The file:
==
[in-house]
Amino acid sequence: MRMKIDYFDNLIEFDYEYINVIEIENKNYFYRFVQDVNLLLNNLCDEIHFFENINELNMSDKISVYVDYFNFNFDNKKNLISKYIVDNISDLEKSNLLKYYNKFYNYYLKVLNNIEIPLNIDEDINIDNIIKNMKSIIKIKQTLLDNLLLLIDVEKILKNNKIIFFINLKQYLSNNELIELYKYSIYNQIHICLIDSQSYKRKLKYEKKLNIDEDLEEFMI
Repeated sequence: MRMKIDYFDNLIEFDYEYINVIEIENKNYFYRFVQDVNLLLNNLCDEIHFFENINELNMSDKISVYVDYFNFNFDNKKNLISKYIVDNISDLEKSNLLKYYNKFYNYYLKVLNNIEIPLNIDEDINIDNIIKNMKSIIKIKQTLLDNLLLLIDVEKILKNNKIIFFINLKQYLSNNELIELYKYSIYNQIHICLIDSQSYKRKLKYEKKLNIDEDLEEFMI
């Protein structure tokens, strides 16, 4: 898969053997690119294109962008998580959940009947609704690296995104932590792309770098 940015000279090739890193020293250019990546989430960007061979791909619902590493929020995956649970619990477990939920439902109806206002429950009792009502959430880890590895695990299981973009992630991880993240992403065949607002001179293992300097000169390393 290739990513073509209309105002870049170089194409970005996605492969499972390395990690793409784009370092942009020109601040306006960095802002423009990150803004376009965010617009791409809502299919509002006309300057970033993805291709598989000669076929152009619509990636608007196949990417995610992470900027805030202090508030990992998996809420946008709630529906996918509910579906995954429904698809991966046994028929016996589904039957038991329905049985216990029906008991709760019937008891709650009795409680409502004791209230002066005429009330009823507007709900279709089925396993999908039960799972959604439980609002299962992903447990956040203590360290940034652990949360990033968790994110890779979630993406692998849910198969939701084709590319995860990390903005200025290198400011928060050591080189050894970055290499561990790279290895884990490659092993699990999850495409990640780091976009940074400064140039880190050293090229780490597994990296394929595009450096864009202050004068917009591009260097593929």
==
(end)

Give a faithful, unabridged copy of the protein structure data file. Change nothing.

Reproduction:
[in-house]
Amino acid sequence: MRMKIDYFDNLIEFDYEYINVIEIENKNYFYRFVQDVNLLLNNLCDEIHFFENINELNMSDKISVYVDYFNFNFDNKKNLISKYIVDNISDLEKSNLLKYYNKFYNYYLKVLNNIEIPLNIDEDINIDNIIKNMKSIIKIKQTLLDNLLLLIDVEKILKNNKIIFFINLKQYLSNNELIELYKYSIYNQIHICLIDSQSYKRKLKYEKKLNIDEDLEEFMI
Repeated sequence: MRMKIDYFDNLIEFDYEYINVIEIENKNYFYRFVQDVNLLLNNLCDEIHFFENINELNMSDKISVYVDYFNFNFDNKKNLISKYIVDNISDLEKSNLLKYYNKFYNYYLKVLNNIEIPLNIDEDINIDNIIKNMKSIIKIKQTLLDNLLLLIDVEKILKNNKIIFFINLKQYLSNNELIELYKYSIYNQIHICLIDSQSYKRKLKYEKKLNIDEDLEEFMI
């Protein structure tokens, strides 16, 4: 898969053997690119294109962008998580959940009947609704690296995104932590792309770098 940015000279090739890193020293250019990546989430960007061979791909619902590493929020995956649970619990477990939920439902109806206002429950009792009502959430880890590895695990299981973009992630991880993240992403065949607002001179293992300097000169390393 290739990513073509209309105002870049170089194409970005996605492969499972390395990690793409784009370092942009020109601040306006960095802002423009990150803004376009965010617009791409809502299919509002006309300057970033993805291709598989000669076929152009619509990636608007196949990417995610992470900027805030202090508030990992998996809420946008709630529906996918509910579906995954429904698809991966046994028929016996589904039957038991329905049985216990029906008991709760019937008891709650009795409680409502004791209230002066005429009330009823507007709900279709089925396993999908039960799972959604439980609002299962992903447990956040203590360290940034652990949360990033968790994110890779979630993406692998849910198969939701084709590319995860990390903005200025290198400011928060050591080189050894970055290499561990790279290895884990490659092993699990999850495409990640780091976009940074400064140039880190050293090229780490597994990296394929595009450096864009202050004068917009591009260097593929």